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I am working on an MSc. thesis project about the electrification of aircraft. Since the rule of thumb is to design the generators for the worst case scenario, I would like to include as much information as possible in my simulation.

I was wondering the power consumption of the Electronic Flight Instrument System (EFIS) and In Flight Entertainment systems (IFE). In addition to that I also need information about the the heat dissipated from those systems, so that the cooling power needed for those units can be compensated through the Environmental Control System (ECS).

I tried to find the above mentioned values, but they are not publicly available, or need to be purchased through SAE circulars. I'm looking for information for both airliners and military aircraft.

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  • $\begingroup$ We can't magically make stuff appear and will likely not pay the money needed to find it. Would you mind clarifying what exactly you are looking for that we can help you with? $\endgroup$ – dalearn May 4 '18 at 11:49
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    $\begingroup$ It's remarkable that these days, the base research of a Masters is done ........ on an internet QA site. $\endgroup$ – Fattie May 4 '18 at 11:52
  • $\begingroup$ @dalearn What I am looking for is as stated above, the heat dissipation info of any EFIS and IFE system (I'm aware military jets don't have IFEs) To be more precise; I am following the ratios of power consumptions used in this journal: journals.sagepub.com/doi/pdf/10.1177/0954410014534638 (page 448 & page 460) However, the power needed for cooling of a typical IFE/EFIS system (radiated heat from LCD screens/or any other electronics) is not included in this paper, so iterating including the ECS for an almost real-life simulation is not possible for now. Hope this clarifies a bit. $\endgroup$ – MustafaYildiz May 4 '18 at 12:13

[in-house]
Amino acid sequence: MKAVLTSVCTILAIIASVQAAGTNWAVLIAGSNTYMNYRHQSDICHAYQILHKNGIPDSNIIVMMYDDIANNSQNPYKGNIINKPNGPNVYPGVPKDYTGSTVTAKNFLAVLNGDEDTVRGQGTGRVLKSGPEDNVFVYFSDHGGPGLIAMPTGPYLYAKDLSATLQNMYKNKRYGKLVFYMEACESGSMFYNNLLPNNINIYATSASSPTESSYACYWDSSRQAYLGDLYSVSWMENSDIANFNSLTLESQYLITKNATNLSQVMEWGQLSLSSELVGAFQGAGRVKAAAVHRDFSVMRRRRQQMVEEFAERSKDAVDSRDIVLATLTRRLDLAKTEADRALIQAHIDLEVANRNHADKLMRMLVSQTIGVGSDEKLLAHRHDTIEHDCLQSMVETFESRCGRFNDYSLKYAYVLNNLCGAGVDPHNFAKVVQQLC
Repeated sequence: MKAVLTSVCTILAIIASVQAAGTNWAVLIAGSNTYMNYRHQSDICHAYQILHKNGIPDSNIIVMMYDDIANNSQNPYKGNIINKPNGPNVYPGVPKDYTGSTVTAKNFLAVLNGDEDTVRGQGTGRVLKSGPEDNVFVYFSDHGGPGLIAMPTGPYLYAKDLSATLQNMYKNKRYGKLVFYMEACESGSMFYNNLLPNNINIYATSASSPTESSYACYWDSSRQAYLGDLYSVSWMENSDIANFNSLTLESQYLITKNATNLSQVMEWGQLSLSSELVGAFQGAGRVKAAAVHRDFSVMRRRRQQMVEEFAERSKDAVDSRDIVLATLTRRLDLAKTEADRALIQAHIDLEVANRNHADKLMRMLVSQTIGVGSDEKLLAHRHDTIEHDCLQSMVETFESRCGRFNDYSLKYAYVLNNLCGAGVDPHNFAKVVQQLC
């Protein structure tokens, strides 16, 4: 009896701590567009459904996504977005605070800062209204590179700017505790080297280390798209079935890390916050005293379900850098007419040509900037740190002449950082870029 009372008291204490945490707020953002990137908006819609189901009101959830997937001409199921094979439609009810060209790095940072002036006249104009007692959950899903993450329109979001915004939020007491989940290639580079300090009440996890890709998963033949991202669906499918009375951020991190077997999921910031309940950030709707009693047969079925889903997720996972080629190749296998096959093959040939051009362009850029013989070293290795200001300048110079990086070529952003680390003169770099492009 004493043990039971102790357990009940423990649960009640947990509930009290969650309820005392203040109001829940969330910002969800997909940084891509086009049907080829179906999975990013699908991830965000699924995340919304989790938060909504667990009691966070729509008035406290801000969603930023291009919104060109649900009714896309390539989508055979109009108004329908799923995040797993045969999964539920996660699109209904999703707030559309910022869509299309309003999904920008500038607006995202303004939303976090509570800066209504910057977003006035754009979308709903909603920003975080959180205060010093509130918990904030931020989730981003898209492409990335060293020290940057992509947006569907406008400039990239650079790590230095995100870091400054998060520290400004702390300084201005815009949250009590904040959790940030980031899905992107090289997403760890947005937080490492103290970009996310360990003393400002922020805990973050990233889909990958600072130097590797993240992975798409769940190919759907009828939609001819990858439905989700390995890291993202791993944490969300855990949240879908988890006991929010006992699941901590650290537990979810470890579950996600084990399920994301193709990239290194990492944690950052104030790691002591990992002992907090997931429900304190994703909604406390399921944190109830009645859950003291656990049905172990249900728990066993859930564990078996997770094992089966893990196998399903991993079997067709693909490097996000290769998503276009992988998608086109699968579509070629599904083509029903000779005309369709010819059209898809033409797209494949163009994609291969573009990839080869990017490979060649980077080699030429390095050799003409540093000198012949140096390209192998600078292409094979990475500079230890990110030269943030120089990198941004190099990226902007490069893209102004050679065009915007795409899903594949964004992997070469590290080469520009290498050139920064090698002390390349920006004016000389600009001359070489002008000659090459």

• $\begingroup$ Partial duplicate $\endgroup$ – Pondlife May 4 '18 at 14:22
  • $\begingroup$ The best data is the a/c design drawings, but it's not generally available as it's considered proprietary by most of the manufacturers. There are guidelines from SAE and ARINC, but they're just that, guidelines. Specific a/c systems guides can give you some reasonable numbers if you are reasonably good at reverse engineering. A good source - though not complete - of these documents is SmartCockpit. The numbers do change. OEMs constantly push suppliers to reduce size, weight, and power needs of their equipment. $\endgroup$ – Gerry May 4 '18 at 22:46

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